→ Ever-Failing Tests – tests that have not received necessary fixes for a long time.
    → Slowest Tests – tests indicating performance issues or automation errors.
    → Flaky Tests – tests showing different results in each test run despite no changes in the test code.
    → Never Run Tests – test cases imported but never run.
    → Tags Statistics – automation percentage and test status based on used tags.
    → Environments – the same metrics as the previous point, but broken down by test environments.
    → Jira – information about tests linked to the Jira system.
  8. Wide integration possibilities: our test management solution seamlessly integrates with the Jira system and popular CI providers, including GitHub, GitLab, Jenkins, etc.
  9. Team collaboration on a project: This is primarily possible thanks to the clear Living Docs documentation and BDD-format support of tests.
  10. Plans, Steps, Branches, Settings, Help. While not directly related to tracking test results, these dashboards, available in Project Dashboards, offer additional functionalities:
    → Users can create, modify, delete, or launch individual test plans in the Plans menu.
    → Steps represent a database of steps that can be reused when creating test cases, speeding up the process.
    → In Branches, users can create, modify, and delete test set branches, allowing testers to work on different tasks simultaneously, speeding up the testing process.
    → Converting manual tests to automated. Simply write test scenario steps and code for their automation – TCMS will mark the necessary tests as “automated.”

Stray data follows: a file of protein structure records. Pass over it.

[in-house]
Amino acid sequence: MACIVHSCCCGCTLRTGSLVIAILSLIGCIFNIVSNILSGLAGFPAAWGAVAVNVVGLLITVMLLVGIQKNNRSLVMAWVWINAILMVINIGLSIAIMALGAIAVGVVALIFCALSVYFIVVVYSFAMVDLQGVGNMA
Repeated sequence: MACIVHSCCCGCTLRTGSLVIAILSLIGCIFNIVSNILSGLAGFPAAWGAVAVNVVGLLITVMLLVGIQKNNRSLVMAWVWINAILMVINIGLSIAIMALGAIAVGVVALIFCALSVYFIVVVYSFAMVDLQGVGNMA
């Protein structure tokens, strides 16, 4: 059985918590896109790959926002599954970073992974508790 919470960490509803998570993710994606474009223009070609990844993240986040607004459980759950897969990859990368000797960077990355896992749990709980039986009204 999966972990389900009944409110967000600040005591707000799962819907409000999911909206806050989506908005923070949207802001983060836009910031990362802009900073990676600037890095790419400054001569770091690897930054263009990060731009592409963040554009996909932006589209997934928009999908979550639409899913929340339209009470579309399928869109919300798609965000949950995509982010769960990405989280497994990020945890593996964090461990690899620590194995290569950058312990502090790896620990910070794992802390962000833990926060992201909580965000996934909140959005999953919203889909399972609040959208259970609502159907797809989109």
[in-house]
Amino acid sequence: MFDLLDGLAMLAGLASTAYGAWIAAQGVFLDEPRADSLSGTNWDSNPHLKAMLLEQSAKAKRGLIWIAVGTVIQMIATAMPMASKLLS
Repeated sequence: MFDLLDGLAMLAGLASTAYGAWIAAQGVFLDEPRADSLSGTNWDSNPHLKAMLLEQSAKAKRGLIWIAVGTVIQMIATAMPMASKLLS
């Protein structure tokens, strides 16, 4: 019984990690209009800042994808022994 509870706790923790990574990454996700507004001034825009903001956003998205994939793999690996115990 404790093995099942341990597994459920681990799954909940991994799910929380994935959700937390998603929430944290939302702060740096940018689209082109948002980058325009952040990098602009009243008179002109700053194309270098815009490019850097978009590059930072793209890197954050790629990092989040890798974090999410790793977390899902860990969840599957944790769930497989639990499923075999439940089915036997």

The Settings menu provides TMS users with many options for optimizing testing. Regarding reporting, users can modify test result message templates and configure notifications for completed test runs.

Sum Up: Is Dying?

Cypress was initially positioned as an open-source solution with rich functionality, quickly gaining a large audience of enthusiasts. However, over time, many users were disappointed by the introduction of paid web components necessary for the framework’s operation – one of which we discussed today, namely Cypress Dashboard.

This situation prompts many Cypress users to seek alternatives to the familiar tool, opting for Playwright, Selenium, or other platforms with similar functionalities. Despite this, it’s too early to speak of the definitive “demise” of – teams continue to work on it, particularly those finding it challenging to transition their projects to other platforms or those guided by personal preferences.